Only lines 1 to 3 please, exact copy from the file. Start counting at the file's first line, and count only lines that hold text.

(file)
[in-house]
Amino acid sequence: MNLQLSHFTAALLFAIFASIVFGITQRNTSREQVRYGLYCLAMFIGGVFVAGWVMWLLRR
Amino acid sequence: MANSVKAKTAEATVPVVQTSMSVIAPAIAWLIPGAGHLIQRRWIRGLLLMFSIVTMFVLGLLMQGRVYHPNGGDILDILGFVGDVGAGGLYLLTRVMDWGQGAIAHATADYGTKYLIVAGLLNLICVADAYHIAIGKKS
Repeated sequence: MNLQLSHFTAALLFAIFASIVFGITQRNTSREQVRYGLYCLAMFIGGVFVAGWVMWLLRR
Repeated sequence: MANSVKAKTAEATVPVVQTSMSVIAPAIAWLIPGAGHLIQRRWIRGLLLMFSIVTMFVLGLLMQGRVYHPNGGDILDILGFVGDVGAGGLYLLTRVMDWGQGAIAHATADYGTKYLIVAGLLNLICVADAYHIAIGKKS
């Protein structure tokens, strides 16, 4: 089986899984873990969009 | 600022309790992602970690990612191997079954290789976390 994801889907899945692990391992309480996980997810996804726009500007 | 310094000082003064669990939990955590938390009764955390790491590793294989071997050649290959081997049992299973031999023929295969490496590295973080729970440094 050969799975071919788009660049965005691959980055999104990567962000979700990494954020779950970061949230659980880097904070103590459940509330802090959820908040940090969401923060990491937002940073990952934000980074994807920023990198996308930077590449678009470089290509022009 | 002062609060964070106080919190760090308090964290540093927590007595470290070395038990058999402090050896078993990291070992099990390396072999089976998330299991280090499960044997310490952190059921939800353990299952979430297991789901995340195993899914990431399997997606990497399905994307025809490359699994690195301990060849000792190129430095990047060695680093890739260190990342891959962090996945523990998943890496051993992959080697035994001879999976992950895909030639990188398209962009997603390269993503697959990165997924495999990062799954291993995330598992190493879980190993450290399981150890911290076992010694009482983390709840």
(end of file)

[in-house]
Amino acid sequence: MNLQLSHFTAALLFAIFASIVFGITQRNTSREQVRYGLYCLAMFIGGVFVAGWVMWLLRR
Amino acid sequence: MANSVKAKTAEATVPVVQTSMSVIAPAIAWLIPGAGHLIQRRWIRGLLLMFSIVTMFVLGLLMQGRVYHPNGGDILDILGFVGDVGAGGLYLLTRVMDWGQGAIAHATADYGTKYLIVAGLLNLICVADAYHIAIGKKS